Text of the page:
Human Events ran an op-ed written by Grover Norquist, president of Americans for Tax Reform, regarding the importance of Kansas’s gubernatorial election.

The genius of Brownback’s 2013 legislation to abolish the income tax over time is that the law now states that each year that state revenue comes in above a two percent increase- and this happens in a normal period of modest growth- all the additional revenue is used to permanently reduce the state personal income tax. Beginning in 2019, after the first round of tax rate reductions are enacted, every year the personal income tax rates will fall until they hit zero. Then the corporate income tax rate will be brought down year by year to zero. Lastly, Kansas has a banking tax that will then be reduced to zero. The tax rates will ratchet down every year there is modest growth in state revenues. Kansas can- and now by law will- fund necessary government expenses out of the revenues from growth over time and use those to replace the personal and business income taxes.

Rachel Stoltzfoos of The Daily Caller wrote an article featuring Americans for Tax Reform president Grover Norquist’s take on the impact of Kansas Gov. Sam Brownback’s tax cuts.

“He’s actually governed well,” Norquist, founder of Americans for Tax Reform, told The Daily Caller News Foundation. “They’ve had strong growth.”

More people are moving into the state than are leaving, thousands of small businesses basically no longer have a corporate income tax, and future budgets will be stronger, he said, which are all steps in the right direction. “In the next ten years, a lot of money will come in through growth and that money will go back to taxpayers, not government unions,” he told The DCNF.

Americans for Tax Reform President Grover Norquist was interviewed for an article written by HNGN’s Taylor Tyler which delved into Kansas Gov. Sam Brownback’s campaign.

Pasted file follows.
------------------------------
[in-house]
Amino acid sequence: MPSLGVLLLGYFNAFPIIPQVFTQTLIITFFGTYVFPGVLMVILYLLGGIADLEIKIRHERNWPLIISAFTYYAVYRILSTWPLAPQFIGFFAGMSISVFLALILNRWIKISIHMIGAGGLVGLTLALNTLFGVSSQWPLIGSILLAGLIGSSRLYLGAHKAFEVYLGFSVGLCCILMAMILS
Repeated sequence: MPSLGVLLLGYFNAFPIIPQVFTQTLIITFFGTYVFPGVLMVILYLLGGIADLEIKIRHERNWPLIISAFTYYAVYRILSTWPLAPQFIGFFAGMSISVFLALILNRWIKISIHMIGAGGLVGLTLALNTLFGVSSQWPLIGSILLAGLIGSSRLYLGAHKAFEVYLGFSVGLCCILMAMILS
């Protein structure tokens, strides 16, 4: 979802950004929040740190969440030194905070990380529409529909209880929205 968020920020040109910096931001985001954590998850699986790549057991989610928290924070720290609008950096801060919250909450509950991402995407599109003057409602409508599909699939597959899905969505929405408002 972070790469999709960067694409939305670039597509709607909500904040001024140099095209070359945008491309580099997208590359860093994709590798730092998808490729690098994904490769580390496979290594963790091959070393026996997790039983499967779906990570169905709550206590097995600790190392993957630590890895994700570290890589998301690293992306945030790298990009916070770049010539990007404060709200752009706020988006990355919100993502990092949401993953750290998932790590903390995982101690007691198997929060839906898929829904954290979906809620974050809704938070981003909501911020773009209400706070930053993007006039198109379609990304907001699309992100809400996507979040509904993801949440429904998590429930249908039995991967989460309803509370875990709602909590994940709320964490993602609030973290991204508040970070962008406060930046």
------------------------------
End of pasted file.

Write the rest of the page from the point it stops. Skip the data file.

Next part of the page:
After tax reductions are enacted, personal income tax rates will fall every year until they hit zero, claims Norquist. “Then the corporate income tax rate will be reduced to zero,” along with the banking tax.

States that follow this plan will be able to “fund necessary government expenses out of the revenues from growth over time and use those to replace the personal and business income tax,” said Norquist, concluding, “if Sam Brownback wins in November watch for more governors who have his courage to challenge anti-reform Republicans in primaries and to phase out their state income taxes.”

James Kilgore of Counterpunch wrote a piece discussing recent conservative support for criminal justice reform.

To top it off, the right wing joined the “softer on crime” fray. Grover Norquist and Newt Gingrich sparked a conservative anti-imprisonment drift through their Right on Crime organization which decried the excessive use and cost of punishment. Then Rand Paul followed suit, standing shoulder to shoulder with Cory Booker to back a Redeem Act which would ease criminal penalties for juveniles. In the background a steady stream of popular advocacy combined with legislative and financial re-thinks appeared to be making major inroads into criminal justice orthodoxy. But last week, carceral optimism gave way to a much harsher reality. The Bureau of Justice’s annual statistical report on national prison population revealed that incarceration numbers were up for the first time since 2009. The rise was a mere 0.3% but even this slight uptick may have burst the bubble of the new paradigm.

John Gizzi of Newsmax wrote an article detailing a movement in Tennessee, supported by Americans for Tax Reform’s president Grover Norquist to keep the state from an enacting a state income tax.

“Basically, ‘Three’ is similar to constitutional bans on income taxes in other states, such as Florida,” Grover Norquist, president of Americans for Tax Reform, told Newsmax. “Although Tennessee has no income tax and Republicans hold super-majorities in both houses of the legislature, that will not always be the case.”

“You can’t always count on tradition to protect you. With the Democratic Party so left-wing, if it ever got into a position of political power- even for a short time- it is very possible Democrats could enact an income tax. So you’ve got to have this barrier to protect the taxpayer from the income tax.”